- The Washington Times - Saturday, May 24, 2003

Abraham Lincoln remains dear to Americans’ hearts, according to a recently released Gallup poll.

Lincoln topped the list of the nation’s greatest presidents, followed by John F. Kennedy. George W. Bush and Bill Clinton were tied for third, followed by Ronald Reagan, Franklin D. Roosevelt, George Washington, Harry S. Truman, Jimmy Carter and Theodore Roosevelt in the top 10.

George H.W. Bush, Thomas Jefferson, Dwight D. Eisenhower and Richard M. Nixon were ranked next, according to respondents, followed by the catch-all categories “other,” “none” and “no opinion.”

The public’s opinion of their top leader is influenced by huge events and passing fancies alike — from a president’s crisis management to the cut of his suit or the tone of the latest news analysis. Researchers at the University of Minnesota, in fact, two years ago established a set of psychological traits that made a president seem “great.”

Based on the opinions of 100 historians and other White House observers, the group found that leaders who resonated with their public were “stubborn and disagreeable, are more extroverted, open to experience, assertive, achievement striving, excitement seeking and more open to fantasy, esthetics, feelings, actions, ideas and values.”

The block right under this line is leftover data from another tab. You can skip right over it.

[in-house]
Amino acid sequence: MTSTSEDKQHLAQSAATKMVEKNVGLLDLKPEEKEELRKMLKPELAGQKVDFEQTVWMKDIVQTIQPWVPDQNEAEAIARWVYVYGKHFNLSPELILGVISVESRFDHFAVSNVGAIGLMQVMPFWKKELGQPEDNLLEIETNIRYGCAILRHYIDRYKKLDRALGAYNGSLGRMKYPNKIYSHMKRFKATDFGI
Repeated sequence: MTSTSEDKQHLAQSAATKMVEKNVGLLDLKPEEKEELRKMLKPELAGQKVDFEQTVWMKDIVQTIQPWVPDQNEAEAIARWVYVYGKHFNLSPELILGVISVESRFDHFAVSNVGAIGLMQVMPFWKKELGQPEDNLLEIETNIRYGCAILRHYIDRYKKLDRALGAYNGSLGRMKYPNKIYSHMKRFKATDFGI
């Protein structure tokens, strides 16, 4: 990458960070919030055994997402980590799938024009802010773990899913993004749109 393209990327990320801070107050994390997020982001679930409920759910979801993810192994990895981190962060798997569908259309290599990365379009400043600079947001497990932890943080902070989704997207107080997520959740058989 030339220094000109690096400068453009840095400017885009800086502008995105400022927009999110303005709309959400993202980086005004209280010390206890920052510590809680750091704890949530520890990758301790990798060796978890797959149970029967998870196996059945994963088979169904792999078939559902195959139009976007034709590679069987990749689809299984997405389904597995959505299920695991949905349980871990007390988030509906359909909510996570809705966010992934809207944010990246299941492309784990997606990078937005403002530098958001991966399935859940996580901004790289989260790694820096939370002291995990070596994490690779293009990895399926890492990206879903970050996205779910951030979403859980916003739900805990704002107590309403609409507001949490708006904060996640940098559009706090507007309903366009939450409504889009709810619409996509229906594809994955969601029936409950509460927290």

Even historic titans are subject to the prevailing winds of popularity.

Washington’s numbers have fallen slightly since 1999, when Gallup began its annual presidential poll. He was cited as the “greatest” by 12 percent of respondents four years ago; the number now stands at 7 percent.

Lincoln was named by 18 percent in 1999; the number is now 15 percent. Mr. Kennedy was at the height of his popularity in 2000, when he was cited by 22 percent. The figure this year was 13 percent.

Meanwhile, the Gallup Poll conducted in April found “dramatic but not necessarily surprising difference between the Republicans’ and Democrats’ choices for the greatest president in history.”

Presidents Bush, Lincoln and Reagan were the top three choices for Republicans. Democrats picked Presidents Kennedy, Clinton and Franklin D. Roosevelt.

Gallup found concepts of presidential greatness vary by age as well. “Americans tend to select a leader from the formative years of their generation,” the poll stated.

Those 18 to 29 rated Mr. Clinton at the top, followed by Mr. Bush and Lincoln — who tied — and Washington. Among 30- to 49-year-olds, Lincoln took the honors, followed by Presidents Kennedy and Franklin D. Roosevelt in a tie for second place, and Mr. Reagan.

Fifty- to 64-year-olds named Mr. Kennedy as their choice for greatest president, followed by Lincoln, Washington and Mr. Bush. Those 65 years and older named Franklin D. Roosevelt to the top spot, followed by Lincoln, Mr. Bush, and Presidents Kennedy and Truman, who were tied in fourth place.

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